Authentication and Authorization


Mary Kirtland
Microsoft Corporation

February 28, 2001

In last week's column, I discussed possible licensing models for Web Services and the licensing model we selected for our sample, Favorites Service. We decided that our customers were development organizations who wanted to use the Favorites Service from their applications. We had previously decided for user privacy reasons that each customer would effectively get its own data store. In order for the customer to access its data store, the customer would need to provide some identifying information. We decided that the identifying information should be about the customer rather than the data store. In other words, we would restrict access to Favorites to customers who had established a subscription.

In this column, we'll focus in on the mechanisms that can be used to restrict access to Web Services. First we'll look at the available options. Next we'll walk through our analysis of which option is most appropriate for the Favorites Service. Finally we'll discuss the design of the security subsystem we've implemented for Favorites.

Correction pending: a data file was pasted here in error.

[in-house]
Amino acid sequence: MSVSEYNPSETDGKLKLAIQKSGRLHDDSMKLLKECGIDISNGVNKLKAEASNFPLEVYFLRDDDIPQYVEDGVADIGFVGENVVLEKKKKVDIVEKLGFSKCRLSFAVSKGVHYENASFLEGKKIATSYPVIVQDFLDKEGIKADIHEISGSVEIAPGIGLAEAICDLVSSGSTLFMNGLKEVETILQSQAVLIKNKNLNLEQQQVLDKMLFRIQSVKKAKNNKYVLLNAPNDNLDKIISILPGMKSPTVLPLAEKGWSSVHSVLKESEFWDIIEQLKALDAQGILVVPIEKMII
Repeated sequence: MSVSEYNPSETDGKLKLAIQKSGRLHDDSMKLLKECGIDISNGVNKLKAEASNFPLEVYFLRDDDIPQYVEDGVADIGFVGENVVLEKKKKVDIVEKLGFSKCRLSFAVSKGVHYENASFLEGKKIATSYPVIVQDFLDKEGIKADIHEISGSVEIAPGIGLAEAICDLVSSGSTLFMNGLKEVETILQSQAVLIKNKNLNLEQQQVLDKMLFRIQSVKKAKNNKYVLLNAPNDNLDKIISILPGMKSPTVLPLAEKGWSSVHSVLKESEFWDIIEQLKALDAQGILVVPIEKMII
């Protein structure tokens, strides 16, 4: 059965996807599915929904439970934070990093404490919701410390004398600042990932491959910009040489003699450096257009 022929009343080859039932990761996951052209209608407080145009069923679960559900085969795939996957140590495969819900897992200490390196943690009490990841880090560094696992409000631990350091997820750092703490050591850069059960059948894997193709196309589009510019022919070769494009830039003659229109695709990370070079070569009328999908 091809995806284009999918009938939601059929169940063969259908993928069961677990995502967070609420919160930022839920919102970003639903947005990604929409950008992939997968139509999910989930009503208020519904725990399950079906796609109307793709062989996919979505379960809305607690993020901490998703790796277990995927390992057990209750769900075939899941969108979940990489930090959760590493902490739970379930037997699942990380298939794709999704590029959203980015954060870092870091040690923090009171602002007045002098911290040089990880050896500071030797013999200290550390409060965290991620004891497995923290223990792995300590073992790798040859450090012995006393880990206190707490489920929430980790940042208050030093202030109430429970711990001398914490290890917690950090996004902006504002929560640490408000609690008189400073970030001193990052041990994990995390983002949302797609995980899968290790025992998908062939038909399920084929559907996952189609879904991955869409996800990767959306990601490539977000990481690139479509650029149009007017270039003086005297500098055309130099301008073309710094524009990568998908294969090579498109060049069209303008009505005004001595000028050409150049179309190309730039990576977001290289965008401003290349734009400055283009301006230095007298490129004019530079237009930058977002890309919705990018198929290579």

Feedback on Comments

Someone made a very interesting comment in response to the "Defining the Vision" column that I filed away to handle in the column on User Privacy, then completely forgot about. Anyway, here's the comment from an anonymous reader:

"There are several big issues with this services model and certainly privacy is one. Another that I hope to see addressed is how will a service/information provider include the disclaimers that are usually associated with the information posted on the web. For example, I would love to see supply their content as a service. However where does the blame rest when an end user receives errant data from his system's integrator which came from"

My initial thoughts are that disclaimers and allocation of responsibility for problems are really part of the license agreement. If you require potential customers to acquire an account before they can access your Web Service, the disclaimers, privacy policy, and so on, should be part of the license agreement customers agree to by creating the account. If you don't require customers to acquire an account, you're pretty much in the same boat as Web sites that have a "terms of use" link in teeny-tiny font at the bottom of their home page. By using the site, customers are agreeing to the terms of use, whether they've read the document or not. It seems like the same would hold for Web Services and their direct customers.